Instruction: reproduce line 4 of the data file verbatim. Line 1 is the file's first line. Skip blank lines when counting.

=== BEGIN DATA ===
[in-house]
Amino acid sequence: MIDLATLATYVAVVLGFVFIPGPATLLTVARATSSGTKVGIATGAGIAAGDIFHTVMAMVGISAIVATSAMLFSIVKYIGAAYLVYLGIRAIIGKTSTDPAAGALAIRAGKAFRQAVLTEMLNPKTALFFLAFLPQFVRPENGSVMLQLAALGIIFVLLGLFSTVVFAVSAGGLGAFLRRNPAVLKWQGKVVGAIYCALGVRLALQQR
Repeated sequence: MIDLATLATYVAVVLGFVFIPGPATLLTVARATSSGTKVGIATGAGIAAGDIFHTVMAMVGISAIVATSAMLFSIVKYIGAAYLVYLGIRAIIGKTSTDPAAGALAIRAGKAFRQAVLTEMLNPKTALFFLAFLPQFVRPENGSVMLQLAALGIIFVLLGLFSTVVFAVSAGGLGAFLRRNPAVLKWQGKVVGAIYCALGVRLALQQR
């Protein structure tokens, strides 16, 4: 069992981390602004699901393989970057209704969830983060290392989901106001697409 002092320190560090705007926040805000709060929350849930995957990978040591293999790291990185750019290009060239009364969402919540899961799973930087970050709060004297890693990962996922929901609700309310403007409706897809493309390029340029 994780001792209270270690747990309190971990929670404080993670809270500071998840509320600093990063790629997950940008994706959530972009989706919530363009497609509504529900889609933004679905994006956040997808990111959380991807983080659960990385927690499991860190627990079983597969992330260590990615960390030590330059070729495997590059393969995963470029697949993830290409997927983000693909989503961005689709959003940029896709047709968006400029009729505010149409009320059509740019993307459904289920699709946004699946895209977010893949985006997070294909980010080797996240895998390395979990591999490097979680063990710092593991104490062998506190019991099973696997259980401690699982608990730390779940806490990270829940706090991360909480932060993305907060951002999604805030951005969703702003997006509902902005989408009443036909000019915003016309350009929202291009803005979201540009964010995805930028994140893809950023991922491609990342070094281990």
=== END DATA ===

């Protein structure tokens, strides 16, 4: 069992981390602004699901393989970057209704969830983060290392989901106001697409 002092320190560090705007926040805000709060929350849930995957990978040591293999790291990185750019290009060239009364969402919540899961799973930087970050709060004297890693990962996922929901609700309310403007409706897809493309390029340029 994780001792209270270690747990309190971990929670404080993670809270500071998840509320600093990063790629997950940008994706959530972009989706919530363009497609509504529900889609933004679905994006956040997808990111959380991807983080659960990385927690499991860190627990079983597969992330260590990615960390030590330059070729495997590059393969995963470029697949993830290409997927983000693909989503961005689709959003940029896709047709968006400029009729505010149409009320059509740019993307459904289920699709946004699946895209977010893949985006997070294909980010080797996240895998390395979990591999490097979680063990710092593991104490062998506190019991099973696997259980401690699982608990730390779940806490990270829940706090991360909480932060993305907060951002999604805030951005969703702003997006509902902005989408009443036909000019915003016309350009929202291009803005979201540009964010995805930028994140893809950023991922491609990342070094281990």